San Diego Community College District Chancellor Greg Smith, far left, works on his computer while Bernie Rhinerson, middle left, Cody Peterson, middle right, and Shana Hazan, far right, talk before the 12th annual meeting between SDCCD and SDUSD begins March 19, 2024. Photo by Keila Menjivar Zamora/City Times Media
San Diego Community College District Chancellor Greg Smith, far left, works on his computer while Bernie Rhinerson, middle left, Cody Peterson, middle right, and Shana Hazan, far right, talk before the 12th annual meeting between SDCCD and SDUSD begins March 19, 2024. Photo by Keila Menjivar Zamora/City Times Media

City College hosts 12th annual SDCCD, SDUSD joint meeting

The community college, K-12 school districts affirmed mutual goals to improve educational outcomes for students

The San Diego Community College District and San Diego Unified School District governing boards held their annual joint meeting on March 19.

The two districts discussed early college credit, the Promise Program, and legislative efforts such as Senate Bill 895 and Assembly Bill 2104 that would allow a pilot program of 15 community college districts statewide to offer a Bachelor of Science in Nursing. 

Both districts highlighted their mutual commitment to equity, belonging and supporting historically marginalized students. 

“If we’re not pressing ourselves to be better, then we are not going to meet the needs of our most marginalized students,” said Lamont Jackson, superintendent of SDUSD.

The joint meeting comes two weeks after SDUSD announced the cuts of more than 400 jobs including that of teachers, administrators, and others, according to the district’s 2023-2024 Second Interim Financial Report Presentation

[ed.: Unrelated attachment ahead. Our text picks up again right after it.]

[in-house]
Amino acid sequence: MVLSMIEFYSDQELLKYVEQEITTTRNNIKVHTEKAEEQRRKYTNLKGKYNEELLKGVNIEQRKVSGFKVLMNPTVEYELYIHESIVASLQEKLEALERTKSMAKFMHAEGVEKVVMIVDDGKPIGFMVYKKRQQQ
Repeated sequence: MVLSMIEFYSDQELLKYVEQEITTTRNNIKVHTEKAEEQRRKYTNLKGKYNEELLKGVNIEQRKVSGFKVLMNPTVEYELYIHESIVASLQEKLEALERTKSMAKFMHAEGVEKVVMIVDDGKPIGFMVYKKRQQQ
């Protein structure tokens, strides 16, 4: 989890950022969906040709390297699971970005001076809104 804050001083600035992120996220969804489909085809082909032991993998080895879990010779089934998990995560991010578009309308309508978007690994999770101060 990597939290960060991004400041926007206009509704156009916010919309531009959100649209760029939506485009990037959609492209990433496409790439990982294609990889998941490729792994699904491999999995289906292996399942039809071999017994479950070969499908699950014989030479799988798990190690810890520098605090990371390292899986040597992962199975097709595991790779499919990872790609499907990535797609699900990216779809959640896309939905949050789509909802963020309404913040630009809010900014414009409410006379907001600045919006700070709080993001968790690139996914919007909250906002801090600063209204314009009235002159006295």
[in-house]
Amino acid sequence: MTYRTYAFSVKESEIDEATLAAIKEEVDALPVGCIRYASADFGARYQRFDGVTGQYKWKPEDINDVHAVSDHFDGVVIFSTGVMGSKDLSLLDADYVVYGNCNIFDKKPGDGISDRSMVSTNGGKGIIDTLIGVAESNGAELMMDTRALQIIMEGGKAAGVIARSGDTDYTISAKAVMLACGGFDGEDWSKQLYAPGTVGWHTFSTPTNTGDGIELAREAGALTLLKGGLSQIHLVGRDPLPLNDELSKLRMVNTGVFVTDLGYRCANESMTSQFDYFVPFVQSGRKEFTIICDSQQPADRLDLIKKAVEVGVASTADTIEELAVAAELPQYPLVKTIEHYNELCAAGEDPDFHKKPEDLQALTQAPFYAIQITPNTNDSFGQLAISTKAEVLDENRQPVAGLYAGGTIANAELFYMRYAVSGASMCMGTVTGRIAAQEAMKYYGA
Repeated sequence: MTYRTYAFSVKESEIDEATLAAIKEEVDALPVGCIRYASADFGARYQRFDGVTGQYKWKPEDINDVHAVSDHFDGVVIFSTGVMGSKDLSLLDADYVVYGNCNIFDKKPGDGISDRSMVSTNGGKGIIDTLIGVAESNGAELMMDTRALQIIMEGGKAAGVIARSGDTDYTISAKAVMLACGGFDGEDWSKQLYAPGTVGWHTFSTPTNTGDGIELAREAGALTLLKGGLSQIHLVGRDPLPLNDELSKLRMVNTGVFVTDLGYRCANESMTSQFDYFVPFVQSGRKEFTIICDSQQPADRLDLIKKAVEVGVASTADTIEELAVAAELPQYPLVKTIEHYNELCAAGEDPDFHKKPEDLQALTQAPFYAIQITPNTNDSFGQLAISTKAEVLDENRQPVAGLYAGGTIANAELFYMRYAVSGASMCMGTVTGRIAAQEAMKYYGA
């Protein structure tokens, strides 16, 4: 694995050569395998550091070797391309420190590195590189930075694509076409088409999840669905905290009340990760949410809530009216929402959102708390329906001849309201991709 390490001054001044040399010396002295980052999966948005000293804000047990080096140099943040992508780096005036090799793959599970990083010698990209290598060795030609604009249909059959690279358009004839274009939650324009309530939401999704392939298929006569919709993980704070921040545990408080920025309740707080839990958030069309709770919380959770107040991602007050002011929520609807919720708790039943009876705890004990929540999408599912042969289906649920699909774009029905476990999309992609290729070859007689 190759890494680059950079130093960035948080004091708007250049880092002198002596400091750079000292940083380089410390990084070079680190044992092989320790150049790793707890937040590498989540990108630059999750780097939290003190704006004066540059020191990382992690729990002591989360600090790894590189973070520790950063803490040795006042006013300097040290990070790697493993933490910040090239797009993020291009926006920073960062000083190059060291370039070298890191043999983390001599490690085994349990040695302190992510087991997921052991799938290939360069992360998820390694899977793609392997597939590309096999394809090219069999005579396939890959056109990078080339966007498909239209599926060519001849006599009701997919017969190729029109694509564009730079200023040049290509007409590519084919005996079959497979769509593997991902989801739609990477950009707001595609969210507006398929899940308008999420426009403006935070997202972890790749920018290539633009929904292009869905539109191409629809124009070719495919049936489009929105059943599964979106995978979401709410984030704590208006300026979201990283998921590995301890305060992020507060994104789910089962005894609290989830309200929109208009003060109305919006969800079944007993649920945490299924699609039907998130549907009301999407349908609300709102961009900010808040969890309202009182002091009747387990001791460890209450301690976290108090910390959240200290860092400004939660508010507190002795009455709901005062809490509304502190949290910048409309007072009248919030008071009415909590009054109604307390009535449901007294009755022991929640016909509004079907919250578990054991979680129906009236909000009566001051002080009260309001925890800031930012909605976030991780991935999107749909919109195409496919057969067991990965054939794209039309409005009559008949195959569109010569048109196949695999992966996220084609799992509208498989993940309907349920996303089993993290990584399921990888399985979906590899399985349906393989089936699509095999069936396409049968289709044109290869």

The districts discussed joint legislative efforts SB 895 and AB 2104 which would allow a pilot program of 15 community college districts statewide to offer a Bachelor of Science in Nursing degree. 

According to SDCCD Chancellor Greg Smith, 75% of bachelor degrees in nursing awarded in California come from private institutions with an average cost of $150,000. 

“We wonder why there is a lack of diversity in health care and the implication that (has) for the quality of health care being delivered to different communities,” said Smith.

If City College could offer a baccalaureate degree in nursing, the SDCCD chancellor said, students would incur $10,000-$15,000 worth of expenses, with the potential for additional help from programs like the Promise Program.

Officials noted the opposition they received from California State Universities to offer a bachelor’s degree in nursing at community colleges, yet they don’t accept all students who qualify. 

“The Cal State system, first of all, seems to be taking this as … somehow protecting their turf, but it’s not their turf,” said SDUSD board member Richard Barrera, who represents District D. “They’re protecting the turf of these profited institutions that are sucking money out of our kids.”

SDCCD trustee Mary Graham suggested this issue needed to be looked at with a systemic lens in Sacramento while considering the respective purposes of UCs, CSUs, and community colleges and how they can work together to serve students. 

The districts also looked at data on high school students participating in Dual Enrollment and College and Career Access Pathways

Among the data presented to the governing boards was an 18% increase in high school student participation in Career Technical Education compared to the 2021-2022 academic school year. However, gaps persisted among Black, Latinx, and special education students. 

Similarly, there was a 4% increase in students participating in CCAP in comparison to the  2021-2022 school year.

While participation among Latinx students increased slightly, participation stayed the same among Black students, with Black and Latinx students lacking overall representation in CCAP programs. 

“Collectively, we serve about 200,000 San Diego residents every year … with an intentional focus in ensuring every member of our community experiences equity and belonging so they can thrive and succeed,” Smith said. “Working together we can enhance how well our respective institutions deliver on our mission.”

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